The Margrave was a Prince of the house of Hohenzollern, half-brother of King Frederick of Prussia. But Margrave was a title that came with no land, and so in 1721 Christian Ludwig was basically a hanger-onat the court of his nephew King Frederick William I. The new King was a military martinet, creating the army that Frederick der Große would use to fight off most of Europe, and had fired all the court musicians to fund the army. Bach was looking for a patron.
But the search was futile, at least with the Margrave. There weren't enough musicians in Berlin to perform the new works, and so the scores were filed away in the Margrave's desk. There they stayed - unperformed - until his death more than a decade later. His heirs sold the score (containing Bach's handwritten dedication) for 25 silver Groschen (groats: about $22 in today's money). Then they descended into historical shadow - we simply don't know where they were for the next century or more, only being discovered in the Brandenburg archives in 1849.
This is astonishing because these concerti are quite simply the apex of baroque music. Other compositions may approach them, but none surpass them. And they were unperformed for the first 129 years after they were written.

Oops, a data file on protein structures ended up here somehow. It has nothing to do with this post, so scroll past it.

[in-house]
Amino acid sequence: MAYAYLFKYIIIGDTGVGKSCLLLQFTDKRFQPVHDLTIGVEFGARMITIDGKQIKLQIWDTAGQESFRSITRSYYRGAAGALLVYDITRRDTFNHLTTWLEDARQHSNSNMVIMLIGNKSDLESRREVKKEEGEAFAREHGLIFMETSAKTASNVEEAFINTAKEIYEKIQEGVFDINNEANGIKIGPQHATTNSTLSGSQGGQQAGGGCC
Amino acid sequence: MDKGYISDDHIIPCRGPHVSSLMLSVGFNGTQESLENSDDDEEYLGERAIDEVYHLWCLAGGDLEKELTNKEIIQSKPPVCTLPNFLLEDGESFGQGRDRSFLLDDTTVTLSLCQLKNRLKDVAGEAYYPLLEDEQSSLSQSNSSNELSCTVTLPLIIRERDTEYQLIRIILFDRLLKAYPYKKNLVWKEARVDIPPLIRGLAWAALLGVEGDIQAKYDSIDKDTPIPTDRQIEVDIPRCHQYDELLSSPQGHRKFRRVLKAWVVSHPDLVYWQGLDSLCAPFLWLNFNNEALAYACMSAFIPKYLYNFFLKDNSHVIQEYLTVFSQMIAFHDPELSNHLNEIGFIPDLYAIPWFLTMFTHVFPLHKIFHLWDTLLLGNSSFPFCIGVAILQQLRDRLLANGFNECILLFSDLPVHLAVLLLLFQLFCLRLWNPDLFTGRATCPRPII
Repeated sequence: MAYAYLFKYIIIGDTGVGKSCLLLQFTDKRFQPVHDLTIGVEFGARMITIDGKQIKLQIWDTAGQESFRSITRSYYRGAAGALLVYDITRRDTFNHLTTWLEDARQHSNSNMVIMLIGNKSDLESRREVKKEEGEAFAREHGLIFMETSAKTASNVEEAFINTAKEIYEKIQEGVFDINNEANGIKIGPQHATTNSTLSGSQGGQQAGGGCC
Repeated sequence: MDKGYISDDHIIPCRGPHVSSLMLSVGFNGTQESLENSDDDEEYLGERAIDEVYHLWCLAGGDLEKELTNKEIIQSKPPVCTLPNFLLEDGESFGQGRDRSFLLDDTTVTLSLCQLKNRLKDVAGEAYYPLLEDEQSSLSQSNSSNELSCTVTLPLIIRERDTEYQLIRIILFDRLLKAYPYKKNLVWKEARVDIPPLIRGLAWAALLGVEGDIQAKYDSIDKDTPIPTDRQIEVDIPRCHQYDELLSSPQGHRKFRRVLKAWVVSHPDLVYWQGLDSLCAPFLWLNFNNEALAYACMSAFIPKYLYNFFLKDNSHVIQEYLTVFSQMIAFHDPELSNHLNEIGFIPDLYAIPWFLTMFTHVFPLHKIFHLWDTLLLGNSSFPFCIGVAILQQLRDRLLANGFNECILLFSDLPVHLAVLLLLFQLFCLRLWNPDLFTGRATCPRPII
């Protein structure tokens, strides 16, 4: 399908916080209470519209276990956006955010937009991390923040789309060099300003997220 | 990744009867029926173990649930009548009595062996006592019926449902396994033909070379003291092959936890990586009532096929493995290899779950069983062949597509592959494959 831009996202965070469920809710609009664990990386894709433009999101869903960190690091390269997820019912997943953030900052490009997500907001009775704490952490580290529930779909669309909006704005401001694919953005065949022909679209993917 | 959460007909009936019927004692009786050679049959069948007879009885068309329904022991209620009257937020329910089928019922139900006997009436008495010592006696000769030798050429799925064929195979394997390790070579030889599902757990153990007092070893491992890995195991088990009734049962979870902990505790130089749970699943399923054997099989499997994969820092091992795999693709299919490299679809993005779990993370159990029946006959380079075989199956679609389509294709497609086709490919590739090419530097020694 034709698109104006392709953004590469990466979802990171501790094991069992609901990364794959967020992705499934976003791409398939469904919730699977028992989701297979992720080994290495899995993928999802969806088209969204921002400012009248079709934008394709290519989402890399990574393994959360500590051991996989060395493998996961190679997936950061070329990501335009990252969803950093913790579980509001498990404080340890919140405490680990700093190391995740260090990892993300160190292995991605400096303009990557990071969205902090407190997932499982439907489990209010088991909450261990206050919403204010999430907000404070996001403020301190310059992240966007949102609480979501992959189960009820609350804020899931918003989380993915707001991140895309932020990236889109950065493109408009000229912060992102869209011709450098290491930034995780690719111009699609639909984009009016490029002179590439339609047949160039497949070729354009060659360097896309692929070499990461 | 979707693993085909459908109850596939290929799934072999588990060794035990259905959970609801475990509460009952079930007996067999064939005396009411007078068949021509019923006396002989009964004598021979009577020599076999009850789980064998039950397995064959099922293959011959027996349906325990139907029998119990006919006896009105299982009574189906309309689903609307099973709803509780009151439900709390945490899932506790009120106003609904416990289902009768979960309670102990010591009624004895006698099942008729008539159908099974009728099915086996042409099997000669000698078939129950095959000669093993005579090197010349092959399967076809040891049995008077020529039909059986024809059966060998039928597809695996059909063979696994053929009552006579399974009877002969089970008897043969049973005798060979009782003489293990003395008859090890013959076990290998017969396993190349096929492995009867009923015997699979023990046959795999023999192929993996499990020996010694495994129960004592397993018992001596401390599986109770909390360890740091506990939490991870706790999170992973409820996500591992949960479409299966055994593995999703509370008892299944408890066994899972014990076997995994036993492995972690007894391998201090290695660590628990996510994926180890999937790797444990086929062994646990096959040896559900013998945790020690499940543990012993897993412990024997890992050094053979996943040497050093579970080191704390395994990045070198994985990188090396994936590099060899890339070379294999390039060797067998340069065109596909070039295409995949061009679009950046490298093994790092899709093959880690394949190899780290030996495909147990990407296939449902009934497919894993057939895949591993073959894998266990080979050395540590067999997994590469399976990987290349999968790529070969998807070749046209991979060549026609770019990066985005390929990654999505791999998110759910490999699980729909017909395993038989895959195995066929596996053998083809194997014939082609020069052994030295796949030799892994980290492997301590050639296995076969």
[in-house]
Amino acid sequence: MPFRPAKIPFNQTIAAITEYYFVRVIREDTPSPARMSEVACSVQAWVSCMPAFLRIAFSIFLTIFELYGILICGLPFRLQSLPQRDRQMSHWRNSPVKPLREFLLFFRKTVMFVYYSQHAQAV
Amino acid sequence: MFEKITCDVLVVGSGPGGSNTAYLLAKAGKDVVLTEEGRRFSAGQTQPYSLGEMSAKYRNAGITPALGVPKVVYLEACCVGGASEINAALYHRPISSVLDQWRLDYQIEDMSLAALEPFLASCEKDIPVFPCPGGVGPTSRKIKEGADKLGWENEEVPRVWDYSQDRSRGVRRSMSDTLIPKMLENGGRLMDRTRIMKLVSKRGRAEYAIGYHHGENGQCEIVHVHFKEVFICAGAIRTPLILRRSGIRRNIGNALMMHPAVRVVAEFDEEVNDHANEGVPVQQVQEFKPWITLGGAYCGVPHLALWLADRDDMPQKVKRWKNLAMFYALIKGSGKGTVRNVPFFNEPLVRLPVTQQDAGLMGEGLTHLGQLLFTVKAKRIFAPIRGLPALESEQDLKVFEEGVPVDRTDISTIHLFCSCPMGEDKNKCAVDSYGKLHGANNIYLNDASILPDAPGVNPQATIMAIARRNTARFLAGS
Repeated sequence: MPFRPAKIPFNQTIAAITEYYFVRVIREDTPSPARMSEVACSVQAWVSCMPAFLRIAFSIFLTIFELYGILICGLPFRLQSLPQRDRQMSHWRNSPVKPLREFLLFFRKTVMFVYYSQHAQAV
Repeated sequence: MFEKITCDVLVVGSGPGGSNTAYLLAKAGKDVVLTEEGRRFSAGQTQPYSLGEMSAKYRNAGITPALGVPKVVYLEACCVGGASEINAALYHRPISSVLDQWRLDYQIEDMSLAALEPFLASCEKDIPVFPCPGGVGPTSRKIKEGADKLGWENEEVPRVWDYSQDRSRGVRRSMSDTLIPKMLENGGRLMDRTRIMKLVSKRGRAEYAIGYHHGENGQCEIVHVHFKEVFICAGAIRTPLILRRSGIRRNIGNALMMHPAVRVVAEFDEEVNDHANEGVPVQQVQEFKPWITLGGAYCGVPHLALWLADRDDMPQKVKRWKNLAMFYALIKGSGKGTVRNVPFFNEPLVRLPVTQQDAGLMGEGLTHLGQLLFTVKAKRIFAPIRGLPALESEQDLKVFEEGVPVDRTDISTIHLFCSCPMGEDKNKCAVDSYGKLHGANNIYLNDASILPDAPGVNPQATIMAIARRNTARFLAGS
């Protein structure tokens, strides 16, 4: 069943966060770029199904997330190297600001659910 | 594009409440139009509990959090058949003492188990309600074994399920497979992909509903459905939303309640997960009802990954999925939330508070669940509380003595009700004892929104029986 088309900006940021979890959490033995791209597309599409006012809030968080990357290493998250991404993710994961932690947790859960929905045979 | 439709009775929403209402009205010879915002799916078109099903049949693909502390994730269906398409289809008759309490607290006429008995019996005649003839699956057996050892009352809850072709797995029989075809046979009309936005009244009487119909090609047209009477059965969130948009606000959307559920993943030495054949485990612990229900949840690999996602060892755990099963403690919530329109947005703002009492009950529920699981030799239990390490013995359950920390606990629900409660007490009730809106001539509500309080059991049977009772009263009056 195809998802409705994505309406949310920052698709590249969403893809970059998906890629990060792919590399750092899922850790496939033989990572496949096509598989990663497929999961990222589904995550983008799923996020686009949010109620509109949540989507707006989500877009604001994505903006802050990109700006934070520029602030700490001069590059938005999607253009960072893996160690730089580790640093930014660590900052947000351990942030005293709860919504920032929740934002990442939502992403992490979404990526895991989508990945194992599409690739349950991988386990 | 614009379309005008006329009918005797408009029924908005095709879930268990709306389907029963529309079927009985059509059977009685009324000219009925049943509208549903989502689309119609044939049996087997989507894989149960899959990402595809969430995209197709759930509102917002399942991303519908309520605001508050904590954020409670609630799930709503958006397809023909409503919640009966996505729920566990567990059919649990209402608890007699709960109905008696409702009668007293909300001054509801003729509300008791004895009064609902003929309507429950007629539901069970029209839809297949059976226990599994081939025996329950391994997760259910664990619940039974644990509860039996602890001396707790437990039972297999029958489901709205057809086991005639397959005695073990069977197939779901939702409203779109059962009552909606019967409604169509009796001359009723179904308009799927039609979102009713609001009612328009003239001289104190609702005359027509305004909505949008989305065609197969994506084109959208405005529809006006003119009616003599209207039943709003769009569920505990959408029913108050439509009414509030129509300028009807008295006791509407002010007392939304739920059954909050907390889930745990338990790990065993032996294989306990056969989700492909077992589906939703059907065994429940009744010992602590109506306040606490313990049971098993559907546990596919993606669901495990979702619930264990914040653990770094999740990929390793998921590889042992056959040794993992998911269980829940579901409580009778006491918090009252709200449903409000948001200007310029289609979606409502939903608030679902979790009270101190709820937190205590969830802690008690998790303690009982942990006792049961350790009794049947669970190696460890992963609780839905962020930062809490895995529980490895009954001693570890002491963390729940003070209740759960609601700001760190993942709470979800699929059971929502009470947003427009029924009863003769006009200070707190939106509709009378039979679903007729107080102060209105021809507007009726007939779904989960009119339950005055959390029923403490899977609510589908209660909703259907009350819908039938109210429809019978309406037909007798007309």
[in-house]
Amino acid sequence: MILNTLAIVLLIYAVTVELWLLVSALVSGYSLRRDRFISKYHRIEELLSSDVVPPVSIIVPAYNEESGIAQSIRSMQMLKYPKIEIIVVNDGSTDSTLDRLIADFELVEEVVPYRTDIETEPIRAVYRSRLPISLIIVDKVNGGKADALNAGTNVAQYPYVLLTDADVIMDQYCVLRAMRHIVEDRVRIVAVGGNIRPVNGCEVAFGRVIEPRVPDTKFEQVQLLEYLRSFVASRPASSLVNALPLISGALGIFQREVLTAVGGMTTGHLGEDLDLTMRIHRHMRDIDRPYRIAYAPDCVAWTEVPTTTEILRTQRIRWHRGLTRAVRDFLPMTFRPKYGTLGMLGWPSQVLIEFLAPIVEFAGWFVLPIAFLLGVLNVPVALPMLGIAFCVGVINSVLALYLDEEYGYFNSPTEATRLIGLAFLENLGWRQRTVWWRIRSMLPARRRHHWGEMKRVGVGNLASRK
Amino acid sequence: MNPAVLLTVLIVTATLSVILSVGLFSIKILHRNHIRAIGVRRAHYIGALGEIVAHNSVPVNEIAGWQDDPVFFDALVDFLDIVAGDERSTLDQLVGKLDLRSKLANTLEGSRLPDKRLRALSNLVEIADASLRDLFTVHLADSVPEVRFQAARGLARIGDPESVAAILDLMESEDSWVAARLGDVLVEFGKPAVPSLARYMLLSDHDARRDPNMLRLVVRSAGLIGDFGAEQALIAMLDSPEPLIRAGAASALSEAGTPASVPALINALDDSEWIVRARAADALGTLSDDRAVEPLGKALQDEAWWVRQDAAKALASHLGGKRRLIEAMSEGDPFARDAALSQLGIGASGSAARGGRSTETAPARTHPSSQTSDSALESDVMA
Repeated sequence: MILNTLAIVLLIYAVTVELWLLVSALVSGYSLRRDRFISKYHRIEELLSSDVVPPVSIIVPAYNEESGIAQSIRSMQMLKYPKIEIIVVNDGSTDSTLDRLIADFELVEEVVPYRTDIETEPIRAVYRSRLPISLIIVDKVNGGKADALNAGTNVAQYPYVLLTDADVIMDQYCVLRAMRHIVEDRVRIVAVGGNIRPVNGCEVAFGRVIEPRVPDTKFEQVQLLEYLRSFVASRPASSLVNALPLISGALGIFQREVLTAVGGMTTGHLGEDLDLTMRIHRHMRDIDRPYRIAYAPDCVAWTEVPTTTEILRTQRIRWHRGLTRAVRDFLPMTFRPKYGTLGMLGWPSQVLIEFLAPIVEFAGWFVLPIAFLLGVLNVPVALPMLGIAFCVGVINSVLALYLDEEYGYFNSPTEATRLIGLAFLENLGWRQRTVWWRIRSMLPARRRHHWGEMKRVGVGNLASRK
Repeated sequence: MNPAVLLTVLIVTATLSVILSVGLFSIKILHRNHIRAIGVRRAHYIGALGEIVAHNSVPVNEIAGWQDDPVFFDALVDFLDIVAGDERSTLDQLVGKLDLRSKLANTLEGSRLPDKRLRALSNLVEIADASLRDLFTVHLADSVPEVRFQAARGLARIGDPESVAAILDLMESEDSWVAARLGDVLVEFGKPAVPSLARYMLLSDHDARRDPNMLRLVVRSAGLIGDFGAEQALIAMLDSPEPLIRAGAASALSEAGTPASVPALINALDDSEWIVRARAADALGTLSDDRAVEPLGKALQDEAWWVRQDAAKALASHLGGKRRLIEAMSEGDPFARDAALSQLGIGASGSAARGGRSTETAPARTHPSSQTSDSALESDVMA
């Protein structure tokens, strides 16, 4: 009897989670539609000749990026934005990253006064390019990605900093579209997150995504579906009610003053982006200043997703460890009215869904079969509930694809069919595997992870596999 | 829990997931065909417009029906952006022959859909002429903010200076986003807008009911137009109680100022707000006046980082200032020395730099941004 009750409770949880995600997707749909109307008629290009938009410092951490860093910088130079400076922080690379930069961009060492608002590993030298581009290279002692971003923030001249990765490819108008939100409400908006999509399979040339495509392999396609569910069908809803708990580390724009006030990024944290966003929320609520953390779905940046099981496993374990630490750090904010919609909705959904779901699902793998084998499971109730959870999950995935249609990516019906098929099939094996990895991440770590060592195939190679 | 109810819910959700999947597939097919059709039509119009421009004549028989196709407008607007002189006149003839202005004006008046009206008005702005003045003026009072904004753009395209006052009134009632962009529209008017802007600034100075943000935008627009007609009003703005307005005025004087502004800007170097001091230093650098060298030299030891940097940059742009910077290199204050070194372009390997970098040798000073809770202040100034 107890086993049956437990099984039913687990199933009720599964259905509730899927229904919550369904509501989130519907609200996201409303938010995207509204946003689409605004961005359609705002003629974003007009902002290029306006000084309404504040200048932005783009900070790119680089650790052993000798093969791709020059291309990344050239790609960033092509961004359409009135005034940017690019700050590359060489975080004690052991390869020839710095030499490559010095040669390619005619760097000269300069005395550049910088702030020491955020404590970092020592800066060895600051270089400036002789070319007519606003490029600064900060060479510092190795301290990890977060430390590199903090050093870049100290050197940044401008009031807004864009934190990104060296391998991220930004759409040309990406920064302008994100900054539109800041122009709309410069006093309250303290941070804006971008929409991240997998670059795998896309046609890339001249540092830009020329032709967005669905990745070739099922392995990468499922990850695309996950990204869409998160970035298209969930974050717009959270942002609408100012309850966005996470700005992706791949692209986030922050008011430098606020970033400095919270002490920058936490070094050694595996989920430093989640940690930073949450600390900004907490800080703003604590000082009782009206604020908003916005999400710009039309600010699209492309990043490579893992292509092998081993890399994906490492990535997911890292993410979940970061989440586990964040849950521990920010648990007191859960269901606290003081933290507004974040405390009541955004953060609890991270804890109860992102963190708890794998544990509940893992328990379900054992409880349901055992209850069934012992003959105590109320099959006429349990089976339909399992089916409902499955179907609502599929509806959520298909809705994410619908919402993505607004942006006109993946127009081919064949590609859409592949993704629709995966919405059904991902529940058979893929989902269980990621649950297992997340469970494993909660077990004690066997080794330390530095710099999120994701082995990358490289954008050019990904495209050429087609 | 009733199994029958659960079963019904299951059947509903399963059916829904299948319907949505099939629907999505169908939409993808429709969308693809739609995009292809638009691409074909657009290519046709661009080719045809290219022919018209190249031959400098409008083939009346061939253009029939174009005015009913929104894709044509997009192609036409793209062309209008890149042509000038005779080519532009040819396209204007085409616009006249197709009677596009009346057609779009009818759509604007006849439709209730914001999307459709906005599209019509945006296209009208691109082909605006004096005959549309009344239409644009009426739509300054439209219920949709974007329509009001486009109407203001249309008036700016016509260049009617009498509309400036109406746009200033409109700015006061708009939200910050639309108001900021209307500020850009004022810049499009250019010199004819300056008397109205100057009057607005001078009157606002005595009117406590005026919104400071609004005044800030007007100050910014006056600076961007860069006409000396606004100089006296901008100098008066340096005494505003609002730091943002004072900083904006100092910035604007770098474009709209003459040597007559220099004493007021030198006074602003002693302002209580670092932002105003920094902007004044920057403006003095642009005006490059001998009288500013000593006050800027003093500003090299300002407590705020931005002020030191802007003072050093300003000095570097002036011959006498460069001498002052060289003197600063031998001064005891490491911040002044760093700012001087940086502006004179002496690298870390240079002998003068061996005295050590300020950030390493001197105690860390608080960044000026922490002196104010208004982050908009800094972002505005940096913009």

But unperformed no more. Here's 90 minutes of the greatest of the baroque, thanks to Youtube, Bach, and a simply amazing sequence of lucky breaks that kept these from being lost forever.
Concerto No. 1 BWV 1046 In F Major0:00:00 1-01 (No Tempo Indication)0:04:04 1-02 Adagio0:07:48 1-03 Allegro0:12:01 1-04 Menuetto - Trio 1 - Polacca - Trio 2 Concerto No. 2 BWV 1047 In F Major0:19:35 1-05 (No Tempo Indication)0:24:40 1-06 Andante0:28:23 1-07 Allegro Assai Concerto No. 3 BWV 1048 In G Major0:31:04 1-08 (No Tempo Indication)0:36:40 1-09 Adagio - Allegro Concerto No. 4 BWV 1049 In G Major0:41:33 2-01 Allegro0:48:52 2-02 Andante0:52:34 2-03 Presto Concerto No. 5 BWV 1050 In D Major0:57:02 2-04 Allegro1:06:21 2-05 Affettuoso1:12:30 2-06 Allegro Concerto No. 6 BWV 1051 In B Flat Major1:17:33 2-07 (No Tempo Indication)1:22:55 2-08 Adagio Ma Non Tanto1:27:28 2-09 AllegroBootnote: Bach is often described as "mathematical" in his composition style, and the workings of the music have since his day been compared to clockwork. Today turns out to also be the birthday of John Harrison, the discoverer of the Longitude and the most important clockmaker who ever lived - born this day in 1693. In a stroke of coincidence no less astonishing than the circuitous route that Bach's concerti took on their way to the concert hall, and perhaps appropriate for a man who ordered and measured time as none before, Harrison also died on this day in 1776.
(Originally posted March 24, 2013)